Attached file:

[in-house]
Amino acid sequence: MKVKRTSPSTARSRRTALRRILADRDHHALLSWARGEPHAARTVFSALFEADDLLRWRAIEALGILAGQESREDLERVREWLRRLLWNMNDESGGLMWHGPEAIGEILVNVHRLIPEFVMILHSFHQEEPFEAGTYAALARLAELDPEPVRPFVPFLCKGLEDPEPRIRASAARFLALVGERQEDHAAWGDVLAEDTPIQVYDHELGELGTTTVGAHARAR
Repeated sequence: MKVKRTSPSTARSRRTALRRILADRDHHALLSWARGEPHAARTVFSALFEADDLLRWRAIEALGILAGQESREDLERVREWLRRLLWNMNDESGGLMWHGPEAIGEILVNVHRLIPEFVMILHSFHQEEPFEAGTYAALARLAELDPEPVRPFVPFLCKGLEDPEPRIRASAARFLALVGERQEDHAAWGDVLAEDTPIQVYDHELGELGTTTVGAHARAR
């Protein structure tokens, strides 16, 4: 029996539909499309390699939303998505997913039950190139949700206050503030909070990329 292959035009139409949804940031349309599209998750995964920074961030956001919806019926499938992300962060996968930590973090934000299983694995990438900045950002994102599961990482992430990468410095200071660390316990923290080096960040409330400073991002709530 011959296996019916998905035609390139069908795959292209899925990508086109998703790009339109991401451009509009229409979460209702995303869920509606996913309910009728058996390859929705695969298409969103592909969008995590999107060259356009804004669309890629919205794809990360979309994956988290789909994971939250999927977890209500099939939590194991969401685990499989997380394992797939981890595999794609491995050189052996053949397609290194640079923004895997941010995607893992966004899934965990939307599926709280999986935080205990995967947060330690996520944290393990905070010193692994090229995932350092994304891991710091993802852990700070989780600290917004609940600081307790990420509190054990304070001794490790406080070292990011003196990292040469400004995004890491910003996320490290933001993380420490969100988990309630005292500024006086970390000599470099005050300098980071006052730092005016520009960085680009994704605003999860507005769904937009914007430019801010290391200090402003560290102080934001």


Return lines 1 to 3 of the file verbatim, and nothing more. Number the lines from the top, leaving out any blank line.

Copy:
[in-house]
Amino acid sequence: MKVKRTSPSTARSRRTALRRILADRDHHALLSWARGEPHAARTVFSALFEADDLLRWRAIEALGILAGQESREDLERVREWLRRLLWNMNDESGGLMWHGPEAIGEILVNVHRLIPEFVMILHSFHQEEPFEAGTYAALARLAELDPEPVRPFVPFLCKGLEDPEPRIRASAARFLALVGERQEDHAAWGDVLAEDTPIQVYDHELGELGTTTVGAHARAR
Repeated sequence: MKVKRTSPSTARSRRTALRRILADRDHHALLSWARGEPHAARTVFSALFEADDLLRWRAIEALGILAGQESREDLERVREWLRRLLWNMNDESGGLMWHGPEAIGEILVNVHRLIPEFVMILHSFHQEEPFEAGTYAALARLAELDPEPVRPFVPFLCKGLEDPEPRIRASAARFLALVGERQEDHAAWGDVLAEDTPIQVYDHELGELGTTTVGAHARAR